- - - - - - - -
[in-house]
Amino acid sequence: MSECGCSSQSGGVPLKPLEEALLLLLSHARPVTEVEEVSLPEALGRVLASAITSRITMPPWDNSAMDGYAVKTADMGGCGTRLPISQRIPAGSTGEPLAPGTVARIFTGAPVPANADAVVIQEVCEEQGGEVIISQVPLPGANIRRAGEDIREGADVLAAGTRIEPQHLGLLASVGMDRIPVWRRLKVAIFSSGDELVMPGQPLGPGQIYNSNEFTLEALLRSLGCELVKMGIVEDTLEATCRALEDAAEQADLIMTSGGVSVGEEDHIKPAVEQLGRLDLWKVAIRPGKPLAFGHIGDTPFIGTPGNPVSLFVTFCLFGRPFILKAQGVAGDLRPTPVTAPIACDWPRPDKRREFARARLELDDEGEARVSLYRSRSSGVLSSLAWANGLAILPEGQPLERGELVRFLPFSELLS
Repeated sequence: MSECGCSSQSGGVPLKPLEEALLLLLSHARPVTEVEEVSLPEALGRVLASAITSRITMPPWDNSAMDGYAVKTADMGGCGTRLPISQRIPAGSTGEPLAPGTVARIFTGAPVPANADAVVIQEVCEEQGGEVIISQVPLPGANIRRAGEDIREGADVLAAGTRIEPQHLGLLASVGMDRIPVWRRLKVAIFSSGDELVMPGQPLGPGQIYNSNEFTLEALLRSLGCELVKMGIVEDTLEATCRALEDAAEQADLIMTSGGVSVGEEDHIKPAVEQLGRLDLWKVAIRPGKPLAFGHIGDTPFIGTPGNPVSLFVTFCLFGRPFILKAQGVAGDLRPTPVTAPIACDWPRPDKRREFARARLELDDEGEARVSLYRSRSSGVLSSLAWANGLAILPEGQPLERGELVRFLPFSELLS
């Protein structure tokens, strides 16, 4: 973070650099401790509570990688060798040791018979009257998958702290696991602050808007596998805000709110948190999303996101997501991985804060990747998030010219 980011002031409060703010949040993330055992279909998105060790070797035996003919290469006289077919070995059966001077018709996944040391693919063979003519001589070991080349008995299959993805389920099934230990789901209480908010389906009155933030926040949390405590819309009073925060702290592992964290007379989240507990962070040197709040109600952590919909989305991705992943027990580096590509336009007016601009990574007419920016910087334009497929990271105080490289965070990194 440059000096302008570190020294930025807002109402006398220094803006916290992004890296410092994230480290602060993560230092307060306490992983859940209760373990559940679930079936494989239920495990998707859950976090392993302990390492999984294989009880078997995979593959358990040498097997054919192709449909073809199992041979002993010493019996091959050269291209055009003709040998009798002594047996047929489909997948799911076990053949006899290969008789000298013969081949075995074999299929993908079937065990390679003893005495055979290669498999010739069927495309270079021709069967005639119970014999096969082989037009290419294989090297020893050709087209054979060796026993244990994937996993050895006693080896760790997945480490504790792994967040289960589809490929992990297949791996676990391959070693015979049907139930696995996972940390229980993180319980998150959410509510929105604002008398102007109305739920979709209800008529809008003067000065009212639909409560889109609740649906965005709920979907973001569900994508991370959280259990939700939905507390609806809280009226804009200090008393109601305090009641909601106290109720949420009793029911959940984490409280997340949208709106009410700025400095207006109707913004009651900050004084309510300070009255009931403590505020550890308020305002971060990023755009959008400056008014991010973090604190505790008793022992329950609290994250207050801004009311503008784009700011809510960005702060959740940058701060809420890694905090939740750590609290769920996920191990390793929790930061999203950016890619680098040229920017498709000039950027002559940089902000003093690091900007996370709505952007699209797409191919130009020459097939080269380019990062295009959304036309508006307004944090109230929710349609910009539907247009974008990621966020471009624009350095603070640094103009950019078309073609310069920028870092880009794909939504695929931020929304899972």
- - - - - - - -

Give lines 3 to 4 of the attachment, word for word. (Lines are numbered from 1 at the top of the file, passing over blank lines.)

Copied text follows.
Repeated sequence: MSECGCSSQSGGVPLKPLEEALLLLLSHARPVTEVEEVSLPEALGRVLASAITSRITMPPWDNSAMDGYAVKTADMGGCGTRLPISQRIPAGSTGEPLAPGTVARIFTGAPVPANADAVVIQEVCEEQGGEVIISQVPLPGANIRRAGEDIREGADVLAAGTRIEPQHLGLLASVGMDRIPVWRRLKVAIFSSGDELVMPGQPLGPGQIYNSNEFTLEALLRSLGCELVKMGIVEDTLEATCRALEDAAEQADLIMTSGGVSVGEEDHIKPAVEQLGRLDLWKVAIRPGKPLAFGHIGDTPFIGTPGNPVSLFVTFCLFGRPFILKAQGVAGDLRPTPVTAPIACDWPRPDKRREFARARLELDDEGEARVSLYRSRSSGVLSSLAWANGLAILPEGQPLERGELVRFLPFSELLS
């Protein structure tokens, strides 16, 4: 973070650099401790509570990688060798040791018979009257998958702290696991602050808007596998805000709110948190999303996101997501991985804060990747998030010219 980011002031409060703010949040993330055992279909998105060790070797035996003919290469006289077919070995059966001077018709996944040391693919063979003519001589070991080349008995299959993805389920099934230990789901209480908010389906009155933030926040949390405590819309009073925060702290592992964290007379989240507990962070040197709040109600952590919909989305991705992943027990580096590509336009007016601009990574007419920016910087334009497929990271105080490289965070990194 440059000096302008570190020294930025807002109402006398220094803006916290992004890296410092994230480290602060993560230092307060306490992983859940209760373990559940679930079936494989239920495990998707859950976090392993302990390492999984294989009880078997995979593959358990040498097997054919192709449909073809199992041979002993010493019996091959050269291209055009003709040998009798002594047996047929489909997948799911076990053949006899290969008789000298013969081949075995074999299929993908079937065990390679003893005495055979290669498999010739069927495309270079021709069967005639119970014999096969082989037009290419294989090297020893050709087209054979060796026993244990994937996993050895006693080896760790997945480490504790792994967040289960589809490929992990297949791996676990391959070693015979049907139930696995996972940390229980993180319980998150959410509510929105604002008398102007109305739920979709209800008529809008003067000065009212639909409560889109609740649906965005709920979907973001569900994508991370959280259990939700939905507390609806809280009226804009200090008393109601305090009641909601106290109720949420009793029911959940984490409280997340949208709106009410700025400095207006109707913004009651900050004084309510300070009255009931403590505020550890308020305002971060990023755009959008400056008014991010973090604190505790008793022992329950609290994250207050801004009311503008784009700011809510960005702060959740940058701060809420890694905090939740750590609290769920996920191990390793929790930061999203950016890619680098040229920017498709000039950027002559940089902000003093690091900007996370709505952007699209797409191919130009020459097939080269380019990062295009959304036309508006307004944090109230929710349609910009539907247009974008990621966020471009624009350095603070640094103009950019078309073609310069920028870092880009794909939504695929931020929304899972």